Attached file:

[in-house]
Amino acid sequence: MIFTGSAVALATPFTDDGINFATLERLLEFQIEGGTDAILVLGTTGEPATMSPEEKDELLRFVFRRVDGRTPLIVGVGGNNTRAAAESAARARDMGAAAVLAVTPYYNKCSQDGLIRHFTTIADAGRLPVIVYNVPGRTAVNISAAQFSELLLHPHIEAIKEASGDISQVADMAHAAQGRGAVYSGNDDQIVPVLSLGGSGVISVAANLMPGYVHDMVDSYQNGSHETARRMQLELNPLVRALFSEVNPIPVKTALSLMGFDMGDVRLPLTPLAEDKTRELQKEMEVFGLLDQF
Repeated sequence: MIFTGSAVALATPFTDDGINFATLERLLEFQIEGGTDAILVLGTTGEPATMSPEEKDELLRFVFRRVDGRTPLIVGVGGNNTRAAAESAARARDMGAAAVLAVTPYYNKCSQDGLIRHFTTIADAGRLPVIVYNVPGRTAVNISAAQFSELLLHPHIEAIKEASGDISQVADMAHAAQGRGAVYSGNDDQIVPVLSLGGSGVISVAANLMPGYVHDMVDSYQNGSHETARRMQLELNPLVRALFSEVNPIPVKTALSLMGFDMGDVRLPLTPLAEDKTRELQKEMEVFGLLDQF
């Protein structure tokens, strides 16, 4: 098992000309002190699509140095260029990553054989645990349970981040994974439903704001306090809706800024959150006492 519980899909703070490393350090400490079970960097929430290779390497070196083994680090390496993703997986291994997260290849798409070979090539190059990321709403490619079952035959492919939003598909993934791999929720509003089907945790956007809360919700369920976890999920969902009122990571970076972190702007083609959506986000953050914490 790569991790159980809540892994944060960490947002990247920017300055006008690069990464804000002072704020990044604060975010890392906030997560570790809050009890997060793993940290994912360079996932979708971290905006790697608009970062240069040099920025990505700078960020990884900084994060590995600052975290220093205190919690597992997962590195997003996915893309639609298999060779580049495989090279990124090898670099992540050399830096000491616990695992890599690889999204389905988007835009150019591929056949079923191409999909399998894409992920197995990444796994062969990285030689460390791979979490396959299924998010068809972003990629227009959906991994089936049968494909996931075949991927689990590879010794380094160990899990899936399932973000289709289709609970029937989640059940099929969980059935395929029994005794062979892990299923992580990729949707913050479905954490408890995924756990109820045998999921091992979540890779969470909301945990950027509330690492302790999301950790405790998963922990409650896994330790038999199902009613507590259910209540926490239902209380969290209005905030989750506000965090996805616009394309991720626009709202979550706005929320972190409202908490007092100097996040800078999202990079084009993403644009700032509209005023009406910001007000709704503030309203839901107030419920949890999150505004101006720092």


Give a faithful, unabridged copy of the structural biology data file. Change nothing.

[in-house]
Amino acid sequence: MIFTGSAVALATPFTDDGINFATLERLLEFQIEGGTDAILVLGTTGEPATMSPEEKDELLRFVFRRVDGRTPLIVGVGGNNTRAAAESAARARDMGAAAVLAVTPYYNKCSQDGLIRHFTTIADAGRLPVIVYNVPGRTAVNISAAQFSELLLHPHIEAIKEASGDISQVADMAHAAQGRGAVYSGNDDQIVPVLSLGGSGVISVAANLMPGYVHDMVDSYQNGSHETARRMQLELNPLVRALFSEVNPIPVKTALSLMGFDMGDVRLPLTPLAEDKTRELQKEMEVFGLLDQF
Repeated sequence: MIFTGSAVALATPFTDDGINFATLERLLEFQIEGGTDAILVLGTTGEPATMSPEEKDELLRFVFRRVDGRTPLIVGVGGNNTRAAAESAARARDMGAAAVLAVTPYYNKCSQDGLIRHFTTIADAGRLPVIVYNVPGRTAVNISAAQFSELLLHPHIEAIKEASGDISQVADMAHAAQGRGAVYSGNDDQIVPVLSLGGSGVISVAANLMPGYVHDMVDSYQNGSHETARRMQLELNPLVRALFSEVNPIPVKTALSLMGFDMGDVRLPLTPLAEDKTRELQKEMEVFGLLDQF
């Protein structure tokens, strides 16, 4: 098992000309002190699509140095260029990553054989645990349970981040994974439903704001306090809706800024959150006492 519980899909703070490393350090400490079970960097929430290779390497070196083994680090390496993703997986291994997260290849798409070979090539190059990321709403490619079952035959492919939003598909993934791999929720509003089907945790956007809360919700369920976890999920969902009122990571970076972190702007083609959506986000953050914490 790569991790159980809540892994944060960490947002990247920017300055006008690069990464804000002072704020990044604060975010890392906030997560570790809050009890997060793993940290994912360079996932979708971290905006790697608009970062240069040099920025990505700078960020990884900084994060590995600052975290220093205190919690597992997962590195997003996915893309639609298999060779580049495989090279990124090898670099992540050399830096000491616990695992890599690889999204389905988007835009150019591929056949079923191409999909399998894409992920197995990444796994062969990285030689460390791979979490396959299924998010068809972003990629227009959906991994089936049968494909996931075949991927689990590879010794380094160990899990899936399932973000289709289709609970029937989640059940099929969980059935395929029994005794062979892990299923992580990729949707913050479905954490408890995924756990109820045998999921091992979540890779969470909301945990950027509330690492302790999301950790405790998963922990409650896994330790038999199902009613507590259910209540926490239902209380969290209005905030989750506000965090996805616009394309991720626009709202979550706005929320972190409202908490007092100097996040800078999202990079084009993403644009700032509209005023009406910001007000709704503030309203839901107030419920949890999150505004101006720092």